Is there light at the end of the tunnel for the retail and hospitality sectors?
This is being attributed in part to a shortage of staff from the EU following Brexit. However many UK workers previously employed in these sectors are also reporting that they have found alternative work during furlough. They do not want to return to their previous positions which they deem to be too unstable (or, in the case of hospitality come with more difficult working conditions and anti-social hours than their new roles).
This need to pay significantly increased salaries to attract and retain staff is yet another challenge for the already beleaguered retail and hospitality sectors. Whilst most businesses have now re-opened, footfall has not yet returned to the levels hoped for and the implementation of Covid-19 safety measures has both increased costs and decreased the number of customers that can be served. Some retail and hospitality outlets say they are trading at a loss at present and there is certainly no room in the budget to pay extra staff costs.
Many are also now worried about the fast approaching end of the moratorium which has, until now, prevented landlords taking action for rental arrears. If the moratorium is not extended beyond the end of June we are expecting a flurry of activity from landlords in July as they start to send in bailiffs and take insolvency action against their tenants to recover rental arrears.
Now that the rule relaxations expected on June 21 have been delayed, and with the new Delta variant of Covid-19 causing concern, businesses would be forgiven for thinking that the future seems bleak. But there is light at the end of the tunnel and things they can do to help themselves through the coming months.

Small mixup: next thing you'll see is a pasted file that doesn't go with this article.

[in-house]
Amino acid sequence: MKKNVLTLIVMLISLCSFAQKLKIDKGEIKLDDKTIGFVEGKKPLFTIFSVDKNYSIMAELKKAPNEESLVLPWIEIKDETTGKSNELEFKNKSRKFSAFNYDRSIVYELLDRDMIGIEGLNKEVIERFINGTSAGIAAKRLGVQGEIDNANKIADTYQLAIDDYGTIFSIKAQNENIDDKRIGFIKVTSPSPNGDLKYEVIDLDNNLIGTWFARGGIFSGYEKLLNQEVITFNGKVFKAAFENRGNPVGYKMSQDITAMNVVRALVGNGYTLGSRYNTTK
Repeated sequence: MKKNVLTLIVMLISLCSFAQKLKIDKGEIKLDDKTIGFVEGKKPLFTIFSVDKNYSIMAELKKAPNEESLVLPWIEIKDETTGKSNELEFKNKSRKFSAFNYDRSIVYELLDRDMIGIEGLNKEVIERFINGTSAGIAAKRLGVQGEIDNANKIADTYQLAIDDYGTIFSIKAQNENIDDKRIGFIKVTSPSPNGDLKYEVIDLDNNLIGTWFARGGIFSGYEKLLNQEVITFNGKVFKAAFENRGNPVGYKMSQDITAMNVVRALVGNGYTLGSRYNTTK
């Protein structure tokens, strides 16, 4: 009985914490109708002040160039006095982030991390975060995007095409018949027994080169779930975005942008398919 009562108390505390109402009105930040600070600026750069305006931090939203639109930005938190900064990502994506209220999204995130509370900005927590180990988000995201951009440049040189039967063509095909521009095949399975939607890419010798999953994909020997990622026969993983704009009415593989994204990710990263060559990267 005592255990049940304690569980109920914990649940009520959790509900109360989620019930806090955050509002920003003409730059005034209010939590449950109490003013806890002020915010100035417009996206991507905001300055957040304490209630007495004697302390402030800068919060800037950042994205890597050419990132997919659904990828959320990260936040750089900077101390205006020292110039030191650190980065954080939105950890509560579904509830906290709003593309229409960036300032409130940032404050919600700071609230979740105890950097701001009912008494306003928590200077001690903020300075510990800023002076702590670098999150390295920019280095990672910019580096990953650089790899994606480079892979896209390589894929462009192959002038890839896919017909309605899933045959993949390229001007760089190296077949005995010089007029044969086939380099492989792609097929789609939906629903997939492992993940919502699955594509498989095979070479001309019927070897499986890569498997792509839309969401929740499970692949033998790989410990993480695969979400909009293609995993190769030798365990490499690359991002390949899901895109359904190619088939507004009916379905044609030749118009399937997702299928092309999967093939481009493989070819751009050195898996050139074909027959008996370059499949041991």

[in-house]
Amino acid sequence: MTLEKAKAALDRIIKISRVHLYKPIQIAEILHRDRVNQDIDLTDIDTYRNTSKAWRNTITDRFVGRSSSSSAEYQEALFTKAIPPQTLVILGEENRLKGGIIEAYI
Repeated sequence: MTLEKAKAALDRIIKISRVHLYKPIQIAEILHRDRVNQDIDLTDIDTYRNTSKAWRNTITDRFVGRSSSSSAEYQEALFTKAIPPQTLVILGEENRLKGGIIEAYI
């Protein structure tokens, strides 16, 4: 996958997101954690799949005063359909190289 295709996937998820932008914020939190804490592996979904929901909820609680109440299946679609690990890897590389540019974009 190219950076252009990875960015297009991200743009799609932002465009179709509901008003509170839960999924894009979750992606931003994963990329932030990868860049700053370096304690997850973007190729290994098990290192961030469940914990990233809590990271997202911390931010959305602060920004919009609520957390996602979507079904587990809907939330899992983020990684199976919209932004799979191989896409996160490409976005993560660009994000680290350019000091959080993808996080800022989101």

Vicky Hernandez, a real estate partner in our retail team, suggests “as difficult as it is, tenants really should talk to their landlords about rental arrears to try and reach agreement on how they will be dealt with. Most landlords do not want to take aggressive debt recovery action when this may simply result in putting their tenants out of business. But they have their own outgoings to pay and can’t just ignore the position where a tenant isn’t paying but isn’t communicating either. In my experience, landlords and tenants who have worked together have often managed to agree a compromise where some debt is written off and the rest is paid back over time and this really is a win-win for both parties concerned”.
And as for staffing issues Kate Benefer, our employment partner explains, “in times like these the most successful employers tend to be those who get creative. Where employers are unable to compete in relation to high salaries, other perks can be used to recruit and retain staff. We have seen success with clients offering flexibility and additional non-cash benefits such as extra holiday or sick pay. Employees who feel valued and as if they have future prospects with a business are more likely to stay, so training and development is also important”.
It is clear for these beleaguered sectors don’t bury your collective heads in the sand. Talk to your landlords and think creatively about how you can recruit and retain your staff.